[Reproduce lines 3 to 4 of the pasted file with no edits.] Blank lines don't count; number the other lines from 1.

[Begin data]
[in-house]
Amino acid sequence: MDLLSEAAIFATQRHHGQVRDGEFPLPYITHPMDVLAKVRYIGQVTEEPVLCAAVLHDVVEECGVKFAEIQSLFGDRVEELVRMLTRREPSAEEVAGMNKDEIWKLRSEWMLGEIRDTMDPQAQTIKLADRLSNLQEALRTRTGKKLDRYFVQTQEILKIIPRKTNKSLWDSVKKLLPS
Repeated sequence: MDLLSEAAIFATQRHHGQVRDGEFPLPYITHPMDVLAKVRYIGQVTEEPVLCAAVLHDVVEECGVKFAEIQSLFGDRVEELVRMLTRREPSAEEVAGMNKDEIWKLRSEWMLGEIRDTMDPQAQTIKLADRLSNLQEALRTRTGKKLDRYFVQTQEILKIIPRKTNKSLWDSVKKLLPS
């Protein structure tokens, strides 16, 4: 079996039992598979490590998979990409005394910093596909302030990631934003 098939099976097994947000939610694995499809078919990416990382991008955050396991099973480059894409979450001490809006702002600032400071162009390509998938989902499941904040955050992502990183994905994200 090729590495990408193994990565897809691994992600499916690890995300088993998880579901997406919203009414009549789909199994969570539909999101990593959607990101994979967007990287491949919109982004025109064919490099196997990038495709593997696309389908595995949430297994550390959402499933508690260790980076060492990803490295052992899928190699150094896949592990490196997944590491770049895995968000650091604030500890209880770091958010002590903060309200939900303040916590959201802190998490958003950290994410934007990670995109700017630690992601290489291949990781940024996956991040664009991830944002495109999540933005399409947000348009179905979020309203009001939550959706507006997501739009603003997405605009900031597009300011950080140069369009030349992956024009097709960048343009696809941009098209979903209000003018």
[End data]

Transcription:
Repeated sequence: MDLLSEAAIFATQRHHGQVRDGEFPLPYITHPMDVLAKVRYIGQVTEEPVLCAAVLHDVVEECGVKFAEIQSLFGDRVEELVRMLTRREPSAEEVAGMNKDEIWKLRSEWMLGEIRDTMDPQAQTIKLADRLSNLQEALRTRTGKKLDRYFVQTQEILKIIPRKTNKSLWDSVKKLLPS
């Protein structure tokens, strides 16, 4: 079996039992598979490590998979990409005394910093596909302030990631934003 098939099976097994947000939610694995499809078919990416990382991008955050396991099973480059894409979450001490809006702002600032400071162009390509998938989902499941904040955050992502990183994905994200 090729590495990408193994990565897809691994992600499916690890995300088993998880579901997406919203009414009549789909199994969570539909999101990593959607990101994979967007990287491949919109982004025109064919490099196997990038495709593997696309389908595995949430297994550390959402499933508690260790980076060492990803490295052992899928190699150094896949592990490196997944590491770049895995968000650091604030500890209880770091958010002590903060309200939900303040916590959201802190998490958003950290994410934007990670995109700017630690992601290489291949990781940024996956991040664009991830944002495109999540933005399409947000348009179905979020309203009001939550959706507006997501739009603003997405605009900031597009300011950080140069369009030349992956024009097709960048343009696809941009098209979903209000003018």